Karen St. Marie thought her days of sleeping with a baby monitor next to her bed were long gone. But then again, she never imagined her 19-year-old son would be diagnosed with epilepsy.
"Life changed in the blink of an eye," St. Marie said of the day in March 2007 when her son, Erick Gordon, had what would be the first of three grand mal seizures in less than 24 hours.
Gordon's epilepsy diagnosis not only changed his life but spurred on St. Marie to a path of activism and education as she works to support epilepsy patients and their families and inform the public about the dramatic implications of life with the disorder.
After Gordon's diagnosis, St. Marie said she was discouraged by the lack of support for those affected by epilepsy. The local affiliate of the Epilepsy Foundation is no longer active, but with upwards of 90,000 people in South Carolina with epilepsy, the need is great.
Epilepsy is a medical condition producing seizures; someone having two or more unprovoked seizures is considered epileptic, according to the Epilepsy Foundation. It affects about 3 million Americans and 50 million people around the world. Epilepsy is the third most common neurological disorder in this country behind Alzheimer's disease and stroke.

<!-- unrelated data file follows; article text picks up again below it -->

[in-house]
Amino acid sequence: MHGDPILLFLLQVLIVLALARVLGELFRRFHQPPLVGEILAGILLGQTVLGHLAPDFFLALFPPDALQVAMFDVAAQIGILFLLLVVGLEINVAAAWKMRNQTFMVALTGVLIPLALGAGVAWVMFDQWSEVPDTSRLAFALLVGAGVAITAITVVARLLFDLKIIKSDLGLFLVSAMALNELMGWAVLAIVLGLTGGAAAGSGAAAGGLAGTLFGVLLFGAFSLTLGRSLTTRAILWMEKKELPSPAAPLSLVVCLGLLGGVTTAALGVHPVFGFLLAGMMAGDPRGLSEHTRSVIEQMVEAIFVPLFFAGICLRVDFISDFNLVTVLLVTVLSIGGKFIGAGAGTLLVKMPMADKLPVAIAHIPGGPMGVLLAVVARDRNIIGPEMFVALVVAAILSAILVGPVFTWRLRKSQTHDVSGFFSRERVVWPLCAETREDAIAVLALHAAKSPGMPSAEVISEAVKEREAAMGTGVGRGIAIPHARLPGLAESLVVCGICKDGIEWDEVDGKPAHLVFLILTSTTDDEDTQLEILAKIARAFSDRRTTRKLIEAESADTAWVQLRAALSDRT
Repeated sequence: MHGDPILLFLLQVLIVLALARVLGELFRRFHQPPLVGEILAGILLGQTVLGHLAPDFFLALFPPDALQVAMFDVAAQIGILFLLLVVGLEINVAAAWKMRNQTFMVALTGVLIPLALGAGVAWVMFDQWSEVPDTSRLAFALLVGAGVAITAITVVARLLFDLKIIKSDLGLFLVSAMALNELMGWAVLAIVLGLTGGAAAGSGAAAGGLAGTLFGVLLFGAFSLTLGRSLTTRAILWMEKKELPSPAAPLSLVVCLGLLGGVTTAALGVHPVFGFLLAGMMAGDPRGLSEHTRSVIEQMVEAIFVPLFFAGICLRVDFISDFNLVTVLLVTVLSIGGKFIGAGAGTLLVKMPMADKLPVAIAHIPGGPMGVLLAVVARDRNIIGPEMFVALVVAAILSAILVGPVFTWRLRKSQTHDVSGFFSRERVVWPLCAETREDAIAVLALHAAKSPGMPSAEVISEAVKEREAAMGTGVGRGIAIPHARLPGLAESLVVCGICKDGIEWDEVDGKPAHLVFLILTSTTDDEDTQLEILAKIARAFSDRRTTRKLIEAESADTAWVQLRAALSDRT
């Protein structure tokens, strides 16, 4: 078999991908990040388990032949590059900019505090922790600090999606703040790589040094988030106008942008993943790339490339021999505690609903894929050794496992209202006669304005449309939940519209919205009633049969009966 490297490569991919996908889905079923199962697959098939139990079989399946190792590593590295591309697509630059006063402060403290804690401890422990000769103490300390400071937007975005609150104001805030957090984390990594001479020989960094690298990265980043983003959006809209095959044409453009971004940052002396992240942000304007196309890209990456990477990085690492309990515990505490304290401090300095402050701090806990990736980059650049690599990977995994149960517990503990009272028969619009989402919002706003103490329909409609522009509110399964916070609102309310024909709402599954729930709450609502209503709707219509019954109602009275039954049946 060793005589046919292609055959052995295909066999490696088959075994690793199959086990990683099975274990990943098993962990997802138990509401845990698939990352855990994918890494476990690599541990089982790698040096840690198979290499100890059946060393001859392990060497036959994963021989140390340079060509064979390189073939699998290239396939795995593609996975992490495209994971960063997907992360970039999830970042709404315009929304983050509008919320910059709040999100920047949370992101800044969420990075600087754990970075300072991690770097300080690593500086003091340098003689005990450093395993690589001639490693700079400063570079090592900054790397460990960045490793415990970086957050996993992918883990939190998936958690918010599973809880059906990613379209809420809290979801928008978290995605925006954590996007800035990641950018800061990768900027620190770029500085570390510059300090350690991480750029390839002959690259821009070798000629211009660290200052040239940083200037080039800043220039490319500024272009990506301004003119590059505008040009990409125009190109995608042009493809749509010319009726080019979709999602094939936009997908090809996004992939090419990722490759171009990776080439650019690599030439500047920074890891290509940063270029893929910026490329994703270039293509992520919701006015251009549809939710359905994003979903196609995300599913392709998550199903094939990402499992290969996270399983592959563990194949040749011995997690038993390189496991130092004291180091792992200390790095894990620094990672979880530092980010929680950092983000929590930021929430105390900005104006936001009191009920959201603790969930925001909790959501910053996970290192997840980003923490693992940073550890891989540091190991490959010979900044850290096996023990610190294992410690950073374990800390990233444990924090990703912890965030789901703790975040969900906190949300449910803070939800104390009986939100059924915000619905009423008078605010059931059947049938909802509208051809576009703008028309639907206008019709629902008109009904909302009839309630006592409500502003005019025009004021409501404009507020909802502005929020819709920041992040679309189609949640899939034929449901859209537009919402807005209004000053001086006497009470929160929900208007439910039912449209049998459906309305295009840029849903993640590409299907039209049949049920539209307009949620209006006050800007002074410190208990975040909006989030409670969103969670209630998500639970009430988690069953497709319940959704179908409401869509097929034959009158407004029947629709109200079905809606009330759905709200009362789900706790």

A support system
Three years after Gordon's first seizure, St. Marie left her job as a coordinator for a Goose Creek dental office so she could stay home with him full time. It's the one aspect of epilepsy people don't really consider -- daily life is forever changed. Gordon, now 24, needs constant supervision should he have a seizure.
At that same time, St. Marie began to devote more attention to building a support system for the epilepsy community. As season ticket holders for the South Carolina Stingrays, St. Marie approached the team about a fundraiser for National Epilepsy Awareness Month in November. This year's second Hockey Heroes for Epilepsy event and silent auction raised more than $9,000.
On July 12, S.C. Advocates for Epilepsy was launched with a mission of advocating, educating and inspiring. The organization has chapters in Charleston, Columbia, Greenville and Florence with plans for chapters in Myrtle Beach and Hilton Head in 2012. St. Marie said it would have been selfish to limit her work just to the Charleston area when so many people around the state need this organization.
"I want to reach out and help," she said. "It's a difficult journey to take sometimes, but it's easier when you have someone with you. It makes the walk a little smoother."
Chapters are hosting local fundraisers and educational events as well as organizing support groups for epilepsy patients and caregivers to address their specific needs. In Charleston, SAFE meets the second Saturday of each month at the Cathedral of Praise in North Charleston.
Fundraising efforts benefit the Research and Education in Epilepsy Fund at the Medical University of South Carolina, which supports research, education and innovation in epilepsy in South Carolina and the coastal regions of North Carolina and Georgia.